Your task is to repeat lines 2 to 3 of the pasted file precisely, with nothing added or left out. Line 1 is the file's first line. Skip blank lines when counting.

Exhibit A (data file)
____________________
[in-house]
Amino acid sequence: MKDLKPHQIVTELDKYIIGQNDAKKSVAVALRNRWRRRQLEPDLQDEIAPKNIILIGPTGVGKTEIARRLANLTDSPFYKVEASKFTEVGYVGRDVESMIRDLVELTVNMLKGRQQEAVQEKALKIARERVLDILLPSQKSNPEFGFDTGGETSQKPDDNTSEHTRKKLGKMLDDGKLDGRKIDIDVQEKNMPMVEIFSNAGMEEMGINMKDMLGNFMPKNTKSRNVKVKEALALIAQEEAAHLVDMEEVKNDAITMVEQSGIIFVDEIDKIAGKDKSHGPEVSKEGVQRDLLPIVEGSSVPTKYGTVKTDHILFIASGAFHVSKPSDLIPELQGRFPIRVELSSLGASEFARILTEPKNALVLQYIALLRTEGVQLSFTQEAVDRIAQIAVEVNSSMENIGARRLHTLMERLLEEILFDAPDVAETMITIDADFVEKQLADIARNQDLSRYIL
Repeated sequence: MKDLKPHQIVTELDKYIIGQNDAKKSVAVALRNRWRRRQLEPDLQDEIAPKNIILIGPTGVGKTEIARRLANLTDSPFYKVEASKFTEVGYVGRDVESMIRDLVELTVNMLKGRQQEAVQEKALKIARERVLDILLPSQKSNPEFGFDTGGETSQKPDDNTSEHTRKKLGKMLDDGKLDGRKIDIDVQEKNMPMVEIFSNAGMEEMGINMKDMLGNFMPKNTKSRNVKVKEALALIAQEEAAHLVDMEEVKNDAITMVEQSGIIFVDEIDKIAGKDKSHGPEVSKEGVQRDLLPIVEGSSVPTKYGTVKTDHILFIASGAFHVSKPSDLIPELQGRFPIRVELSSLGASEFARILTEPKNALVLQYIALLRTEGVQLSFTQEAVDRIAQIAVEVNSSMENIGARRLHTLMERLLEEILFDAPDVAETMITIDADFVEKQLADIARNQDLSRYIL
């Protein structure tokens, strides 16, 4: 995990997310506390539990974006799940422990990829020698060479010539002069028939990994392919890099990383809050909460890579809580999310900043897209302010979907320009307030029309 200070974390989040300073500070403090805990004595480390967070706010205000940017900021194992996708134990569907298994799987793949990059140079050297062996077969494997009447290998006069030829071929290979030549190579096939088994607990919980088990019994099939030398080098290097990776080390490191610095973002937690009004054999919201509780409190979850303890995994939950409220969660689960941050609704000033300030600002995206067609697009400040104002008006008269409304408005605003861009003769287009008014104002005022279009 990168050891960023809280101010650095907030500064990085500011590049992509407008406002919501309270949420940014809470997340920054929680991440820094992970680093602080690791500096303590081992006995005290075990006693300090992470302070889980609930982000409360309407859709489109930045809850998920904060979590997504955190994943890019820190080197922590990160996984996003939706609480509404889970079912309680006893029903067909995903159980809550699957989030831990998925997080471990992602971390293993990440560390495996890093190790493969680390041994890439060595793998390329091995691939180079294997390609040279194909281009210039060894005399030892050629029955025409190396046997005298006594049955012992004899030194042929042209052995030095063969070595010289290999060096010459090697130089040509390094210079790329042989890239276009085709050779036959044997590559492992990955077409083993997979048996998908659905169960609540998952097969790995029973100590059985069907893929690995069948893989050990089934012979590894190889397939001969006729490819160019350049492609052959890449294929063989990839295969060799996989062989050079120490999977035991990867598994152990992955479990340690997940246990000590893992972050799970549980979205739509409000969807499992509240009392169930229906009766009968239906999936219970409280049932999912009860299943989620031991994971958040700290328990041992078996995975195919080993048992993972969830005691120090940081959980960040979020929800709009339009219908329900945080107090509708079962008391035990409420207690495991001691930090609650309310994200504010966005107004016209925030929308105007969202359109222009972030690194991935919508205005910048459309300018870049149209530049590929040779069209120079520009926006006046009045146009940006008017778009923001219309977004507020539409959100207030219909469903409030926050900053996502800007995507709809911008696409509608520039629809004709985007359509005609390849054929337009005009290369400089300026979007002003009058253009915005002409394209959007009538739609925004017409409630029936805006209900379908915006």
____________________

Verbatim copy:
Amino acid sequence: MKDLKPHQIVTELDKYIIGQNDAKKSVAVALRNRWRRRQLEPDLQDEIAPKNIILIGPTGVGKTEIARRLANLTDSPFYKVEASKFTEVGYVGRDVESMIRDLVELTVNMLKGRQQEAVQEKALKIARERVLDILLPSQKSNPEFGFDTGGETSQKPDDNTSEHTRKKLGKMLDDGKLDGRKIDIDVQEKNMPMVEIFSNAGMEEMGINMKDMLGNFMPKNTKSRNVKVKEALALIAQEEAAHLVDMEEVKNDAITMVEQSGIIFVDEIDKIAGKDKSHGPEVSKEGVQRDLLPIVEGSSVPTKYGTVKTDHILFIASGAFHVSKPSDLIPELQGRFPIRVELSSLGASEFARILTEPKNALVLQYIALLRTEGVQLSFTQEAVDRIAQIAVEVNSSMENIGARRLHTLMERLLEEILFDAPDVAETMITIDADFVEKQLADIARNQDLSRYIL
Repeated sequence: MKDLKPHQIVTELDKYIIGQNDAKKSVAVALRNRWRRRQLEPDLQDEIAPKNIILIGPTGVGKTEIARRLANLTDSPFYKVEASKFTEVGYVGRDVESMIRDLVELTVNMLKGRQQEAVQEKALKIARERVLDILLPSQKSNPEFGFDTGGETSQKPDDNTSEHTRKKLGKMLDDGKLDGRKIDIDVQEKNMPMVEIFSNAGMEEMGINMKDMLGNFMPKNTKSRNVKVKEALALIAQEEAAHLVDMEEVKNDAITMVEQSGIIFVDEIDKIAGKDKSHGPEVSKEGVQRDLLPIVEGSSVPTKYGTVKTDHILFIASGAFHVSKPSDLIPELQGRFPIRVELSSLGASEFARILTEPKNALVLQYIALLRTEGVQLSFTQEAVDRIAQIAVEVNSSMENIGARRLHTLMERLLEEILFDAPDVAETMITIDADFVEKQLADIARNQDLSRYIL